Is Cognitive Dissonance Universal?

Imagine yourself acting in a way that contradicts one of your most cherished inner beliefs. You get an abortion, even though you think abortion is immoral. Or you cheat on your spouse, even though you believe marital infidelity is a sin.

Why So Many Spelling Bee Champions Are Indian-Americans

Indian-American kids have dominated the Scripps National Spelling Bee since 1999, winning 11 of 15 competitions and the last six in a row. What’s going on? Why do Indian-Americans consistently win spelling contests at the national level?

Some Like It Tight, Some Like It Loose

Do you want to live in a place where people can sing or kiss or even curse in a public park or train station? If so, then you should consider Estonia or Hungary but cross Pakistan and Singapore off your list.

Experiencing the World Inside Out or Outside In

Try to recall a time when you were the center of attention. When you graduated from high school, for instance, or did something really embarrassing. When you picture that scene in your mind’s eye, whose perspective do you adopt? Do you imagine the scene from your original point of view or from the perspective of an observer? For many people, the answer depends in part

Masculine or Feminine? (And Why It Matters)

Gendered rules of language have multifarious effects on cognition — and they usually go unnoticed. Focusing on grammatical gender, this post explores the fascinating and always mysterious relationship between language and thought.

Cities Where Tourists Are More Likely to Receive Help

Picture yourself in a foreign city, walking along with a guidebook in one hand and city maps in the other. If misfortune came your way, if you stumbled and dropped everything, where would you be most likely to receive help from a passerby? Budapest? New York? Bangkok? Rio de Janeiro? Stockholm?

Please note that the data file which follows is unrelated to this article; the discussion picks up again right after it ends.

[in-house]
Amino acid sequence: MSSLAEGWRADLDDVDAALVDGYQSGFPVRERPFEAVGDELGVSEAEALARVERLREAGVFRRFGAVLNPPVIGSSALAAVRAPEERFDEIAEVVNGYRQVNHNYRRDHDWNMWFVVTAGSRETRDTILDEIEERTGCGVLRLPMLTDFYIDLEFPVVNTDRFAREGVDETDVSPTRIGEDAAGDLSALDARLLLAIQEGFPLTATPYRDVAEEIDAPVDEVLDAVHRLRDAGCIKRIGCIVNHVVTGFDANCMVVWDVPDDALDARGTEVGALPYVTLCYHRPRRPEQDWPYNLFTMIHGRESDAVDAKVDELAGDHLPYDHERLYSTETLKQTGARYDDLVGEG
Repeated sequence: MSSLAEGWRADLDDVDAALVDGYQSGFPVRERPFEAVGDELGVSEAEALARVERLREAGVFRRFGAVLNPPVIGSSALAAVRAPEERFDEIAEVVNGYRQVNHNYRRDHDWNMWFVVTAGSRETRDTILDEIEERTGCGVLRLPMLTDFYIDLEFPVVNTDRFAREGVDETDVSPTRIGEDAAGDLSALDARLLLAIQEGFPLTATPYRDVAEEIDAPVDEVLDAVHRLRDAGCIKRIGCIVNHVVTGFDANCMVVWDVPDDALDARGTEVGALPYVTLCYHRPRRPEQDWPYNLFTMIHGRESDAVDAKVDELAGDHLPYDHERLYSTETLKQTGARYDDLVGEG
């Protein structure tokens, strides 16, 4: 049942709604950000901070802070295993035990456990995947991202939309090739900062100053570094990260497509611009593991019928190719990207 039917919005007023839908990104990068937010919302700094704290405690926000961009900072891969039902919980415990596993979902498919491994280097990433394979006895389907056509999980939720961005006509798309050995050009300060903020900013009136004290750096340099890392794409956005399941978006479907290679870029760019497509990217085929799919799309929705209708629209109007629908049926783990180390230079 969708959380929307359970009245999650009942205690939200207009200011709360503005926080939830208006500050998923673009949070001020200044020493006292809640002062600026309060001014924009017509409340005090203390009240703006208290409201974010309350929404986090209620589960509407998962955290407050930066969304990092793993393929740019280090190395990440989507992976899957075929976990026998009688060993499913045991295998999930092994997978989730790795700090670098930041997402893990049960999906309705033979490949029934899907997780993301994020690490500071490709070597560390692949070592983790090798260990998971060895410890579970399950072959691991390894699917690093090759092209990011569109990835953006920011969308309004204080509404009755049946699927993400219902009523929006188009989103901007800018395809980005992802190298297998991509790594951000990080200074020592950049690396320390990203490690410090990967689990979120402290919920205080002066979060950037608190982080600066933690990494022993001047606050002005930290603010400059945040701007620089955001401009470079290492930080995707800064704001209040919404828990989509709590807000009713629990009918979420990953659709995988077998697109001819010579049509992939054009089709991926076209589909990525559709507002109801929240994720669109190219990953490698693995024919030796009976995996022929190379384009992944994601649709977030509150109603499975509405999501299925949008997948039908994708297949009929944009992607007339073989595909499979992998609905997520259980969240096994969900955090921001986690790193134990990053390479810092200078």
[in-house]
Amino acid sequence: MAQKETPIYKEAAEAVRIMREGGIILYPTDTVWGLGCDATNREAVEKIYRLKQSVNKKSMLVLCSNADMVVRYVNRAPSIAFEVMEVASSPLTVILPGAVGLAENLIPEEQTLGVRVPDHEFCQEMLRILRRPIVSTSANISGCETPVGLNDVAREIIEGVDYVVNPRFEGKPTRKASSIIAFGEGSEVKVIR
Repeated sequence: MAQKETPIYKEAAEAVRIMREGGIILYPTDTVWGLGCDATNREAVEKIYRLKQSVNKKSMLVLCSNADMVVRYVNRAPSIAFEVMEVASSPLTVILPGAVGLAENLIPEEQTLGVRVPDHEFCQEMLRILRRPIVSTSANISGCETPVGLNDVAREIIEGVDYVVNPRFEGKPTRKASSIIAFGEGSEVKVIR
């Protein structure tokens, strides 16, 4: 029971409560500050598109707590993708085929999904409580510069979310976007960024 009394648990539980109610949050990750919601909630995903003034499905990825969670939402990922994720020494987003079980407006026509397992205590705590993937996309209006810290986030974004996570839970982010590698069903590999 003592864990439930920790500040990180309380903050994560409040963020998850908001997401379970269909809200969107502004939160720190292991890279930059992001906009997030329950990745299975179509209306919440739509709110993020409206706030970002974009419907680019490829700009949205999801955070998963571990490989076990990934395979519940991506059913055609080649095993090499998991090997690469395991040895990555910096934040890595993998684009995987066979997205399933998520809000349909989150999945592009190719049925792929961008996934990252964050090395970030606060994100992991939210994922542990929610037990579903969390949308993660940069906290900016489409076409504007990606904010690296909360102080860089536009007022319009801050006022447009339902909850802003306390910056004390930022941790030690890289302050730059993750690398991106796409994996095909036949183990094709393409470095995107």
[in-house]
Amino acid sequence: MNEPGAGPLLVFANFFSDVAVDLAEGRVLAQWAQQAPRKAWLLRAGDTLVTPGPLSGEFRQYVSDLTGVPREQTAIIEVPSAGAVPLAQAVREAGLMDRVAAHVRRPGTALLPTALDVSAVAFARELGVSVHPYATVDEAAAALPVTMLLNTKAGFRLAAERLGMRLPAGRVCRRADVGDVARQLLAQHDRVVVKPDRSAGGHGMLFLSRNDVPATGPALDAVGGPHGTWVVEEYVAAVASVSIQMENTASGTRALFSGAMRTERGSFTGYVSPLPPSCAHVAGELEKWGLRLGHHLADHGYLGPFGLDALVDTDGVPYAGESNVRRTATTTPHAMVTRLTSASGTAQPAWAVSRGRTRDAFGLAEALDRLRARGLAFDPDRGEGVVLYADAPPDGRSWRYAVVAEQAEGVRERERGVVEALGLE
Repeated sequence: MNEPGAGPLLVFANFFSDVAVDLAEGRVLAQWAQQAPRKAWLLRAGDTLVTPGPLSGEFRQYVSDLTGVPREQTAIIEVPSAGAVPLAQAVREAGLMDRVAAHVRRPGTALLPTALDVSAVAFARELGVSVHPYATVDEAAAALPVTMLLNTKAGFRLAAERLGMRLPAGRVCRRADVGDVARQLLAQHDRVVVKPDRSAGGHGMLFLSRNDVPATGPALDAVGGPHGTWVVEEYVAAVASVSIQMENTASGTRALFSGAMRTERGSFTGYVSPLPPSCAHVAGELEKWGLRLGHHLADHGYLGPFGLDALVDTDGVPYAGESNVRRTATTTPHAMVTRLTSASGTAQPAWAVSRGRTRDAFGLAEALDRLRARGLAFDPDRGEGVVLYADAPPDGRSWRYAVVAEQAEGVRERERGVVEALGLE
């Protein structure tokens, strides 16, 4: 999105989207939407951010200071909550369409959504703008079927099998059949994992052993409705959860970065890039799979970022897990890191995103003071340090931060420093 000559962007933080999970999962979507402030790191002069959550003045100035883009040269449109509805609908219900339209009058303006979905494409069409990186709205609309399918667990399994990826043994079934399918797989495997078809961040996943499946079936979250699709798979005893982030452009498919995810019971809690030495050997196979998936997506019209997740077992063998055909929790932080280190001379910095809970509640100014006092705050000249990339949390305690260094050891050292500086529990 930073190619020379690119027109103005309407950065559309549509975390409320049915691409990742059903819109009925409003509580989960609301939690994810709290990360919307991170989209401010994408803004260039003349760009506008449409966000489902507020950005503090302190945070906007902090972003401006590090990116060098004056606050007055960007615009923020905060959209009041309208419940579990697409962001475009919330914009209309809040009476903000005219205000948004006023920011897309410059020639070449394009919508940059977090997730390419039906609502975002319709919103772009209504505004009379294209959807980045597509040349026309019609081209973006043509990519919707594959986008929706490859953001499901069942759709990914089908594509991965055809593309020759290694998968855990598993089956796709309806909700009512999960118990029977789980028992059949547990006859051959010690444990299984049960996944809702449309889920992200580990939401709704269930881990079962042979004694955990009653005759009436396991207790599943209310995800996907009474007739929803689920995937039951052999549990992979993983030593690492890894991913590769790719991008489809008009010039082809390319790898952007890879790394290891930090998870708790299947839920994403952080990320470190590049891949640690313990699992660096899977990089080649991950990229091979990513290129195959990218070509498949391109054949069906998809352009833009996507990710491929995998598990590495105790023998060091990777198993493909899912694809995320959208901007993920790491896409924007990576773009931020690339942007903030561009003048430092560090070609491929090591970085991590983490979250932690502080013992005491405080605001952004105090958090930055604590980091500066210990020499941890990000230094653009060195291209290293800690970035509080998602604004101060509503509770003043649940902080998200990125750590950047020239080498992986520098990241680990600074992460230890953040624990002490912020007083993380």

The Truth About “They All Look Alike to Me”

Most of us have heard someone say, “How should I know if I’ve seen the guy before? They all look alike to me.” We’re inclined to think the clueless person is a bigot, but might there be some truth to the idea?

Boiling Blood

We all feel it sometimes, but we don't fully understand it.

Why Do Killers Kill?

We all have our pet theories about why people do bad things. Most interesting to me, though, is the fact that our pet theories depend, in part, on where we were born.

Can a Westerner Think Like an East Asian?

Imagine yourself sitting alone in a dark room. Suspended on the wall is an illuminated rod, spinning lazily on its axis. Surrounding the rod is a rectangular frame, also illuminated, that tilts to one side. If you were instructed to adjust the rod so that it pointed straight up and down ...

What's Funny?

Humor is a universal phenomenon, present in virtually all human groups. Despite its ubiquity, humor is far from being fully understood.

Occupy Lake Wobegon

The Occupy movement protests against economic inequality and the concentration of wealth among an elite few. In Garrison Keillor’s fictional town of Lake Wobegon, “all the women are strong, all the men are good-looking, and all the children are above average.” Surprisingly, the former may have something to do with the latter.

Chatting Up Culture With Steven Heine: Part II

The final installment of an interview with Steven Heine, a leading figure in cross-cultural psychology. A prolific researcher, author, and professor, Heine is constantly hard at work, pursuing the big questions in human behavior.

Chatting Up Culture With Steven Heine: Part I

In the first half of a two-part interview, renowned cross-cultural psychologist Steven Heine discusses his latest research, shares a critique of Western psychology, and tells us why everyone should care about this stuff.

Southern Comfort

Why are Southerners so polite? In cultures of honor—and the South is one such culture—people are concerned about their reputation for toughness and readiness to avenge insults and slurs.